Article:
The X-Files Returns (Spoilers)

This discussion of My Struggle, the first episode of the new X-Files miniseries, contains multiple major spoilers. It is intended for viewers who have already watched the episode. 


I wasn’t a fan of the X-Files when it first aired, but I’ve picked it up a few times on Netflix. Despite not considering myself much of an X-Files fan, I was very excited when I heard about the mini-series I’ve been looking forward to having an opportunity to jump into the fandom.

It started off strong and took an unfortunate turn to the ridiculous at the very end that almost completely overshadowed all the interest the rest of the episode generated.

The performances were solid, from Scully’s exasperation to Mulder’s scruffy rebelliousness to Tad O’Malley’s brand of obnoxious ultra right-wing sensationalism. The actress portraying Sveta, the “alien” abduction victim, offered a convincing performance, straddling the line between conveying how traumatized she’s been and successfully giving the viewer the feeling that she was holding something back.

Overall I came away with impression that the actors were grimly trying to overcome the silly direction the episode careened towards. It’s a pity that their acting had to be good in spite of the script rather than emerging organically from the story.

The big reveal was by far the weakest part of this episode. The entire speech, complete with a frantic montage of various real-world disasters, came out of left field and felt both rushed and forced. While the ship we saw earlier was certainly amazing and opened the door to a lot of questions, the leaps in logic from its existence to a decades-long global conspiracy responsible for virtually every crisis from droughts to the September 11th attacks were so awful they were almost funny, and not in a good way.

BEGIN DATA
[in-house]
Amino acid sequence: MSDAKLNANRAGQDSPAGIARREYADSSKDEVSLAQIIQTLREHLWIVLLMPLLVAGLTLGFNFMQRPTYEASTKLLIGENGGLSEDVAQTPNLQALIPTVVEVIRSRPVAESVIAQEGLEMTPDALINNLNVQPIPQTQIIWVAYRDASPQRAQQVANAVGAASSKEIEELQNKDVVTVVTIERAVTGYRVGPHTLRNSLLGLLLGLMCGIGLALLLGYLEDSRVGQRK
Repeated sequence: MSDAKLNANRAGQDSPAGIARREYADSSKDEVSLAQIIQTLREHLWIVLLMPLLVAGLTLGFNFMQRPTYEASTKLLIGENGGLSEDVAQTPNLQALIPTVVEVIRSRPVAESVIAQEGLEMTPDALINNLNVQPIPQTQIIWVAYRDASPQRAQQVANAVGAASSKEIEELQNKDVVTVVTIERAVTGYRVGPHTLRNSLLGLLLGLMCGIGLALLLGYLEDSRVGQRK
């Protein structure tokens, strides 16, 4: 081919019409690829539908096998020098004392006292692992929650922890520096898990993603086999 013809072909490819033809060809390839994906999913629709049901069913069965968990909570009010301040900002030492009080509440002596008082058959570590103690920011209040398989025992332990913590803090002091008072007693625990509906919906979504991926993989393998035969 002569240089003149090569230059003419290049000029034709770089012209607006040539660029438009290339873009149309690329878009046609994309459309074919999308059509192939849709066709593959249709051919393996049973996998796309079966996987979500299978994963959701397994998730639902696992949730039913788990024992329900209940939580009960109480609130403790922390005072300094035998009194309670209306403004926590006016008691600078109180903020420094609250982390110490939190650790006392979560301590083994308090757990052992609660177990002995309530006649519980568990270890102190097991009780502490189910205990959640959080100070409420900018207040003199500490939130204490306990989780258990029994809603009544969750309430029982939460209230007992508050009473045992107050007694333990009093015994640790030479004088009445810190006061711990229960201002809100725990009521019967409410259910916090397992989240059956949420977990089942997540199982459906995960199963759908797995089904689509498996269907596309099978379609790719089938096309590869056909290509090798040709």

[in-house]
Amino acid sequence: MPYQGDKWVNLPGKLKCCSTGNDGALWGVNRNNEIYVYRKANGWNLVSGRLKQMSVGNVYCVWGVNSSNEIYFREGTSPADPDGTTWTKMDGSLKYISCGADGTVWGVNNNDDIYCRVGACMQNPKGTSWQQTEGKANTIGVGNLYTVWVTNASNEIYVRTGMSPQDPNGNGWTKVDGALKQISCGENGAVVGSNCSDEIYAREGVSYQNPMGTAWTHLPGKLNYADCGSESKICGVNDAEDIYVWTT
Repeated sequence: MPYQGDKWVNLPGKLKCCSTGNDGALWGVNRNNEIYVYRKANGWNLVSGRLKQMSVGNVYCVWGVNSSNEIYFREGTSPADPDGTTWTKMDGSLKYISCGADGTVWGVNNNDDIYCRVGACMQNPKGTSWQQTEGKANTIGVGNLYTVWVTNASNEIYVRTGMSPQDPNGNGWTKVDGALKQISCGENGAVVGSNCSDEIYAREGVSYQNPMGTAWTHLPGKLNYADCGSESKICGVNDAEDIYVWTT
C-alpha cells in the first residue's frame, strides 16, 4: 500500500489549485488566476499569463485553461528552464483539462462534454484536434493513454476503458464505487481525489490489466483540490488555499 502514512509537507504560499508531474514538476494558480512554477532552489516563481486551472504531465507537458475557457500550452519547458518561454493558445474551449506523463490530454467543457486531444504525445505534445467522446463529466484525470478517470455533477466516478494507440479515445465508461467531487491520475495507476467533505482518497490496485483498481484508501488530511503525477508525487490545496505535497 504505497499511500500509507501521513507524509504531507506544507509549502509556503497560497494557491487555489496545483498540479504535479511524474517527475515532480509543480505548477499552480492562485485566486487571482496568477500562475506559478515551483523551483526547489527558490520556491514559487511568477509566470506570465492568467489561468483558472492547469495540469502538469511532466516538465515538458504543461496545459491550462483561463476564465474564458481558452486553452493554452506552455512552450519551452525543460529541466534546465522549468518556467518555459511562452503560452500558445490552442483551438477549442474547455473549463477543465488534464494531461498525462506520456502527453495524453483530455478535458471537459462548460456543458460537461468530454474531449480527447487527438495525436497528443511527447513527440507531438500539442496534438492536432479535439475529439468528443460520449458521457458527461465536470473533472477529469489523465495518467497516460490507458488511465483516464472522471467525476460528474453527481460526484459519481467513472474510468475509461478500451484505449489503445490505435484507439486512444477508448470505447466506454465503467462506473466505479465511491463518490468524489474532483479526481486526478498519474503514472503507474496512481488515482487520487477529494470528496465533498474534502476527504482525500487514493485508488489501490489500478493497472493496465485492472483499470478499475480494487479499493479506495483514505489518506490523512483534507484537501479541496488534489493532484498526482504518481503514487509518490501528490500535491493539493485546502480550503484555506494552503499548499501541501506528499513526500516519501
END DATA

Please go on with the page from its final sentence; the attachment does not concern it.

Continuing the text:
Further, I’ve always looked in askance at stories that take real life tragedies and give them a hackneyed chain of fictitious causes. And yet another of my least favorite tropes rears it ugly head when Mulder’s informant refuses to inform because…reasons. While the sage-withholding-knowledge trope is at least partially understandable in some fantasy and more traditional hero’s journey tales, in a story revolving around real-world FBI agents it’s just nonsensical and contrived.

I enjoyed the majority of the episode enough that I’ll continue watching the rest of the miniseries, but I’m hoping fervently the subsequent episodes improve on the disappointing end to the premiere.


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